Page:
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SCAPEGOAT! How Bush Nearly Ruined the FBI

By Cheryl Seal

I've come to have a strong, almost personal feeling for John P. O'Neill, having just spent many hours reading material about him for Smoking Gun Part 3. About 2:00 AM a few nights back as I put the finishing touches on that article, I could almost imagine him - his ghost, anyway - peering over my shoulder with a broad Irish grin, saying, "Tell it like it is, honey! Don't let 'em get away with it!"

Needless to say, I find myself taking a real interest in the whole slam job to which Bush and Co. treated this fine servant of America in his final months on Earth. From all the evidence I have poured over in recent days, it seems to me that when Bush took office, U.S. intelligence was doing a pretty damn good job. Sure, there was the bizarre case of Robert Hanssen, but his case was an EXCEPTION, not the rule in the U.S. intelligence community (of course, to this day, I wonder if the Hanssen case is all it was made to appear, given the timing of the revelations to the press).

Throughout the 1990s, as terrorism grew throughout the world, U.S. intelligence managed to be one step ahead of terrorists, or at least to keep pace with their devious efforts. Thus, thanks to the vigilance of the FBI and NSA, the U.S. Olympics of 1996, seriously threatened by terrorism sustained just one fatality. A few years earlier, an attempt to blow up multiple airlines in 1994 was derailed before it ever got off the ground, as was an attack on CIA headquarters and the Pentagon. In short, there have been many would-be tragedies that never happened thanks to a system that worked remarkably well, given the well-funded and ambitious nature of the terrorists.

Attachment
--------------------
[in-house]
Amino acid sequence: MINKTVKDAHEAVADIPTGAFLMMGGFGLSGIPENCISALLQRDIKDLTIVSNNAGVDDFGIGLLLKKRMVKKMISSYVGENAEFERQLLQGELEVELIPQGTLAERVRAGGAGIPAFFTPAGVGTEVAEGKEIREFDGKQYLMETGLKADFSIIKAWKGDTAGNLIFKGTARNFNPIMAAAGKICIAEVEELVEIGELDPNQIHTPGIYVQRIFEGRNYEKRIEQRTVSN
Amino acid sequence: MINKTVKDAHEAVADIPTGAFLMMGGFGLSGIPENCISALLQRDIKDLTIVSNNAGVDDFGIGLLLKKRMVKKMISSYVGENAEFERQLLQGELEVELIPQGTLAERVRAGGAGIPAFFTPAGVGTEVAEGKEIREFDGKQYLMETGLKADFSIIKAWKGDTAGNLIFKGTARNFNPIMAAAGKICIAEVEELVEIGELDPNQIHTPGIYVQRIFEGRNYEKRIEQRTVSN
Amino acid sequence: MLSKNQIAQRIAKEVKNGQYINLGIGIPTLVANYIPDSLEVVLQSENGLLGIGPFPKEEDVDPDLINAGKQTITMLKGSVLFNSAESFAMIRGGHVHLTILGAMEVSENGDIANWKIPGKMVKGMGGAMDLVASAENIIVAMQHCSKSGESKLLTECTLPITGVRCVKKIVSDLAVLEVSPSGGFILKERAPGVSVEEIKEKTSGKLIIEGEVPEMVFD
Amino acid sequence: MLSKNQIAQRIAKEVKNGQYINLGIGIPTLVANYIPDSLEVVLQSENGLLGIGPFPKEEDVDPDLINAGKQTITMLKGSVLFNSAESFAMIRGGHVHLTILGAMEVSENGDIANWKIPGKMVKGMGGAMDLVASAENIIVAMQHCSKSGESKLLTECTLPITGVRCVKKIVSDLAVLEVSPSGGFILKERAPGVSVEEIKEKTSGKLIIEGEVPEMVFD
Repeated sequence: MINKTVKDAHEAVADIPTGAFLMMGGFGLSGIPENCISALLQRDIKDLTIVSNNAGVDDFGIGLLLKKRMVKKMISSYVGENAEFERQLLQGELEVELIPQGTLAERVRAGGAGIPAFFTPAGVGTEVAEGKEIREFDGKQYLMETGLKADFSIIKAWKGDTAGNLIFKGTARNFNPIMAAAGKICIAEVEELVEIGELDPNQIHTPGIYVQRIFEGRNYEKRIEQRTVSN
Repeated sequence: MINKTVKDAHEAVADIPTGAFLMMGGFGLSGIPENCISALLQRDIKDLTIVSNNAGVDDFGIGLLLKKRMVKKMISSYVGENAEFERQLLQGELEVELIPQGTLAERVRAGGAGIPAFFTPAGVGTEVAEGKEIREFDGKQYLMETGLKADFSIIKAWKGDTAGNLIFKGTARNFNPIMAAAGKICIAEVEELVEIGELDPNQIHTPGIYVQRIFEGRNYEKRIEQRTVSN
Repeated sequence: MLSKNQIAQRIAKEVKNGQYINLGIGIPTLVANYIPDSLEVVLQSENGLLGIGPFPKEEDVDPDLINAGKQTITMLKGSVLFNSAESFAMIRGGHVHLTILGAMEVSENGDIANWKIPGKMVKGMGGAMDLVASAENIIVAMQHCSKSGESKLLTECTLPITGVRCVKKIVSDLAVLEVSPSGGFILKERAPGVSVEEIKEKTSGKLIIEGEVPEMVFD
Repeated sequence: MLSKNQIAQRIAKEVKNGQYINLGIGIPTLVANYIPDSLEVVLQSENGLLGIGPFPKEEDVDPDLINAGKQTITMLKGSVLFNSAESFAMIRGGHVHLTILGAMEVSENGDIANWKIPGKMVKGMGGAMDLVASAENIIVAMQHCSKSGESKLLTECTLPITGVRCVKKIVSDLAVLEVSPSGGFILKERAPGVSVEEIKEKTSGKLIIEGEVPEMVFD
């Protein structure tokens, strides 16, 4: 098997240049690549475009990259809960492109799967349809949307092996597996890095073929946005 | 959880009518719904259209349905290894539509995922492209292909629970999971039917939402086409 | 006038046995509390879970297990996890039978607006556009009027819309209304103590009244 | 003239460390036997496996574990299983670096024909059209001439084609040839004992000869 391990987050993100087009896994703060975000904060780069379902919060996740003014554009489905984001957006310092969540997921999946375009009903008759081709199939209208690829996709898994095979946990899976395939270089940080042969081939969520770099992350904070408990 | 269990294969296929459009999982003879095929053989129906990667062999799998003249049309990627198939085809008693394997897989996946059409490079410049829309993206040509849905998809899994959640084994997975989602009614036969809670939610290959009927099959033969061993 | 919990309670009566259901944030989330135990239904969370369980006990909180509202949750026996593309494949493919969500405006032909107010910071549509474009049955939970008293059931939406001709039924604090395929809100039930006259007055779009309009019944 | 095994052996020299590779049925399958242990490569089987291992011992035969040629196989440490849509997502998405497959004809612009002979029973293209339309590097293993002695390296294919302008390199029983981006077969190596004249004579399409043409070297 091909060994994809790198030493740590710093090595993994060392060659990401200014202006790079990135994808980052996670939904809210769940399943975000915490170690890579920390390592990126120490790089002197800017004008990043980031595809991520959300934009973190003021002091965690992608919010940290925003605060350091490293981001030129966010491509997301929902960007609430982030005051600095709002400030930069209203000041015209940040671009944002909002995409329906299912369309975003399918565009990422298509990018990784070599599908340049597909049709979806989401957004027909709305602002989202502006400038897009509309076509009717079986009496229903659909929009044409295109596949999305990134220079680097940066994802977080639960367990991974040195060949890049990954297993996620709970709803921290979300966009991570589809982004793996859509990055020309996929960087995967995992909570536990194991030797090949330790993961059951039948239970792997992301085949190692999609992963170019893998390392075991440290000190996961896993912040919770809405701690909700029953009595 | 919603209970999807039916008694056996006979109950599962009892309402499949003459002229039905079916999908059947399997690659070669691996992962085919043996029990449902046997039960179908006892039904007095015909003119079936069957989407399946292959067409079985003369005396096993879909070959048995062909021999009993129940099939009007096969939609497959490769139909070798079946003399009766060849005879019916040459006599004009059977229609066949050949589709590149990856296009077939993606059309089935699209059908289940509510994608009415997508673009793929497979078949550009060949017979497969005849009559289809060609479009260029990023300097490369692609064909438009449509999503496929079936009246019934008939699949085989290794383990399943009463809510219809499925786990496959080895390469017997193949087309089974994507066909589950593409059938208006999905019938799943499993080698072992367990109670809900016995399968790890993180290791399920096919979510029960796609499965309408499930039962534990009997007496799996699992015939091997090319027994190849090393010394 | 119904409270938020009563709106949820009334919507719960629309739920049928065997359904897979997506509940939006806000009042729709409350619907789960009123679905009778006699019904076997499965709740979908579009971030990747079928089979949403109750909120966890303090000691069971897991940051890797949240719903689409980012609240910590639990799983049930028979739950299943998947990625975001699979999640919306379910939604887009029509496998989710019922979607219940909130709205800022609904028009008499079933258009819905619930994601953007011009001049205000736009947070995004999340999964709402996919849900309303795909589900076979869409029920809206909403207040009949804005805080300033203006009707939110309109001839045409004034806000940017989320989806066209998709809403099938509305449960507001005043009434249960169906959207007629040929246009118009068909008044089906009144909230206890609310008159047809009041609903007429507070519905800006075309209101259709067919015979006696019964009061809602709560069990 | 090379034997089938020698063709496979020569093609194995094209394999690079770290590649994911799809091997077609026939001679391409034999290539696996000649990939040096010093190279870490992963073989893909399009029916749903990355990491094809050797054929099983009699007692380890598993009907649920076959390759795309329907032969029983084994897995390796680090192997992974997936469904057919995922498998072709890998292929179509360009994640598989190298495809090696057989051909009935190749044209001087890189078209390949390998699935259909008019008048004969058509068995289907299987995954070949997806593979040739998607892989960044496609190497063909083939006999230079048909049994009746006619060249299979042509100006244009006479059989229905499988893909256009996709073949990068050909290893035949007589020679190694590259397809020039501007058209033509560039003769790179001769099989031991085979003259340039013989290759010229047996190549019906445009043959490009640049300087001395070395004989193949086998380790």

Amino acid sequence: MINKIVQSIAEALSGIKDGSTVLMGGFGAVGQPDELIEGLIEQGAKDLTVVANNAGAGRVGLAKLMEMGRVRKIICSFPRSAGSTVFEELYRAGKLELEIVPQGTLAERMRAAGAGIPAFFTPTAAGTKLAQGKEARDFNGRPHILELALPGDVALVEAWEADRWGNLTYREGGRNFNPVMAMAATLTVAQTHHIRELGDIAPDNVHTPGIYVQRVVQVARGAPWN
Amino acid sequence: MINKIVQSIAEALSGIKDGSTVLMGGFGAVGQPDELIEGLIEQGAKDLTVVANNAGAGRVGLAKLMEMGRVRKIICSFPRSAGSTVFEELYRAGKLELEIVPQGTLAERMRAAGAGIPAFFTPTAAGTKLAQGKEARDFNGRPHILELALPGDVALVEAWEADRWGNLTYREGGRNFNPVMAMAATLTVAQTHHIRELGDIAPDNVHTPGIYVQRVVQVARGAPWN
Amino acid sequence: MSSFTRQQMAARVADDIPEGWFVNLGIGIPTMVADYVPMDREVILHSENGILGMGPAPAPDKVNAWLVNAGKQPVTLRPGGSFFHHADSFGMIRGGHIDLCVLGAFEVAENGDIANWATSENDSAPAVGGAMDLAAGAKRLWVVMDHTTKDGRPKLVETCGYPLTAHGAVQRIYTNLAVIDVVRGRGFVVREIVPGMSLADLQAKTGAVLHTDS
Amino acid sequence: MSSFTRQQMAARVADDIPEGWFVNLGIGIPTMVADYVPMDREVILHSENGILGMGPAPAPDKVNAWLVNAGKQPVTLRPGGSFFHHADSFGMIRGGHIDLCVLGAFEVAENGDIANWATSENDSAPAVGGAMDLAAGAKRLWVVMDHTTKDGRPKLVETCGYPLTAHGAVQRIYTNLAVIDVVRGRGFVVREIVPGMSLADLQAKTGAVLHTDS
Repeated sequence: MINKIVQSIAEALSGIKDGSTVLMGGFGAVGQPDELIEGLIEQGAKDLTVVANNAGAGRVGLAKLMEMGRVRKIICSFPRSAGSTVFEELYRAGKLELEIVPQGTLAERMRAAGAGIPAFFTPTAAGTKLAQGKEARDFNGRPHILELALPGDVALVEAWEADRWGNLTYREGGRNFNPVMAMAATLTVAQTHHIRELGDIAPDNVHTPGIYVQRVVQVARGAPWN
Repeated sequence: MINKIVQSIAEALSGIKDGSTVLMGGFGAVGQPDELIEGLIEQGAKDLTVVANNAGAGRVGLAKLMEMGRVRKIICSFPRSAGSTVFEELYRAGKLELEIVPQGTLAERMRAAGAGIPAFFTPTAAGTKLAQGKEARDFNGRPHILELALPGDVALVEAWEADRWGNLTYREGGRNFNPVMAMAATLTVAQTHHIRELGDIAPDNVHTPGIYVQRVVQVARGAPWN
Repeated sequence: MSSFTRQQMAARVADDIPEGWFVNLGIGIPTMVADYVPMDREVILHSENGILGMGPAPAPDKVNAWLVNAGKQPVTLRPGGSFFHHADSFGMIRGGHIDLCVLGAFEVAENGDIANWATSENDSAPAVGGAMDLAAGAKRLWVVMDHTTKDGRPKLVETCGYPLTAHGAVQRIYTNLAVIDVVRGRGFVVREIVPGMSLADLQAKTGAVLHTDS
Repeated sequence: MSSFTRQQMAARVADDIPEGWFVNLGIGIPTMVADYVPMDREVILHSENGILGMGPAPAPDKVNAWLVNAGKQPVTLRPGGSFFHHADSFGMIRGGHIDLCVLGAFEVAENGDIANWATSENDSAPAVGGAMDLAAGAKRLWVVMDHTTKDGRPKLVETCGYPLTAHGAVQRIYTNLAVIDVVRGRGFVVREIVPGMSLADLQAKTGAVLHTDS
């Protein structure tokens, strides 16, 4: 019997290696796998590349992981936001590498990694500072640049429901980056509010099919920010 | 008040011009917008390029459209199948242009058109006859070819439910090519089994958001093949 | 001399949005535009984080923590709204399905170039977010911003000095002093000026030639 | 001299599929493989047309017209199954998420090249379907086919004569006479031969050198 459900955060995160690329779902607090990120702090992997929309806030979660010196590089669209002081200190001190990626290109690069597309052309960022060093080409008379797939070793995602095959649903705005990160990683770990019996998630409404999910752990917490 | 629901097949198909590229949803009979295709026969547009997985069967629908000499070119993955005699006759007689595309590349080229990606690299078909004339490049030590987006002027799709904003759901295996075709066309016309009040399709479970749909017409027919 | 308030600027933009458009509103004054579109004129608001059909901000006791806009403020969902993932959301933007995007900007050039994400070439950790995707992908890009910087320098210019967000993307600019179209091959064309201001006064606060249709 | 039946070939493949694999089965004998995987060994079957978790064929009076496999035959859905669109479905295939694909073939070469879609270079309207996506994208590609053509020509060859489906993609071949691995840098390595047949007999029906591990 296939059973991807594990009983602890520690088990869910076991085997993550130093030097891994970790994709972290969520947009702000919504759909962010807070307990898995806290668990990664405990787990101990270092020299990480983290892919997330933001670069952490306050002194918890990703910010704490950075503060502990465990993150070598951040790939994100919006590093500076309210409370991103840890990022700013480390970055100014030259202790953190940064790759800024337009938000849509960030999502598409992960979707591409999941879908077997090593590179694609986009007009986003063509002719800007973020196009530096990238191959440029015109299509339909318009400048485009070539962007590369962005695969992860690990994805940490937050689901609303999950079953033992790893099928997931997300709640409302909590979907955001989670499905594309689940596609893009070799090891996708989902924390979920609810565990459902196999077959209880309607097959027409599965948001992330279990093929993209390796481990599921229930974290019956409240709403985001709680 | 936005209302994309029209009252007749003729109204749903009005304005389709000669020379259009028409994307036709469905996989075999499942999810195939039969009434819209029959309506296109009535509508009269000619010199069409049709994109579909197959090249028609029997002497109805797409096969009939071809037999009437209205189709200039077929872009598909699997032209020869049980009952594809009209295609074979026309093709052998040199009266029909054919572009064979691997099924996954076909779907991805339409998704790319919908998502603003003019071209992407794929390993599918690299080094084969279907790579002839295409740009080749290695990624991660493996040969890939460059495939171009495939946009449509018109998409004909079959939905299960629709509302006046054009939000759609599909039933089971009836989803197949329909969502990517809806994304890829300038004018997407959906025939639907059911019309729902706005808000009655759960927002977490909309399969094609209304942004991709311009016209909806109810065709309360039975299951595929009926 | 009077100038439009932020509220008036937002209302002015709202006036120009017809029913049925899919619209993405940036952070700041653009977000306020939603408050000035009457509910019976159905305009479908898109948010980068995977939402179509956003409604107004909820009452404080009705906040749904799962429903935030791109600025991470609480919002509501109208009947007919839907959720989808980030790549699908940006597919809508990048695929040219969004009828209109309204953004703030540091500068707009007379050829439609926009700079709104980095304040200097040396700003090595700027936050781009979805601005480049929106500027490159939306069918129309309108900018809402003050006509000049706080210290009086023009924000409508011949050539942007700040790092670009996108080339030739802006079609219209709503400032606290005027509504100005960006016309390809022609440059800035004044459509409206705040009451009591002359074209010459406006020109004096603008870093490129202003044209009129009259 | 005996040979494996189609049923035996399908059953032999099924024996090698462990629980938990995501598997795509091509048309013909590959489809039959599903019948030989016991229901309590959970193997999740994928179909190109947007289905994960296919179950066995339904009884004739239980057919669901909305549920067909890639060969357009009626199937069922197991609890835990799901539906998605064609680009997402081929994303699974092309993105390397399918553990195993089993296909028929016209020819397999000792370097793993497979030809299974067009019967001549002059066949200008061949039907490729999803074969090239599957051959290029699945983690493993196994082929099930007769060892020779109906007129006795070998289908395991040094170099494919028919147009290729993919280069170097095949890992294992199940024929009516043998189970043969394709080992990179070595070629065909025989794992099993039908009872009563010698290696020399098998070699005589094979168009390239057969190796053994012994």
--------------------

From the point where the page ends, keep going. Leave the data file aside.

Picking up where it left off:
The lapses in security before 9/11 - the USS Cole as the major case in point - seemed more to do with the failure of those in "high places" to heed intelligence reports (see Smoking Gun 3) than it did with lack of timely intelligence information. John O'Neill, Louis Freeh and others were becoming seasoned experts in monitoring and tracking Al Qaeda and Bin Laden. The NSA was becoming seasoned in the use of the Echelon communications monitoring system and building a team of experienced encyrption system crackers. In short, intelligence and security was getting better all the time while Clinton diplomacy was slowly beginning to defuse tensions on the international political scene.

So, in comes Bush, breaking treaties, fomenting international tensions, plotting ways to increase his power and scheming to lay claim to Central Asia and its bounty of oil and gas - all while keeping his corporate pals, and his Dad's corporate pals - a list that included the name Bin Laden - happy. In the FBI, Bush saw the perfect collective fall guy. From the time G. W. took office until the present, the FBI has taken a constant beating, not just as Bush's personal scapegoat and smokescreen from the public and press but in its internal affairs.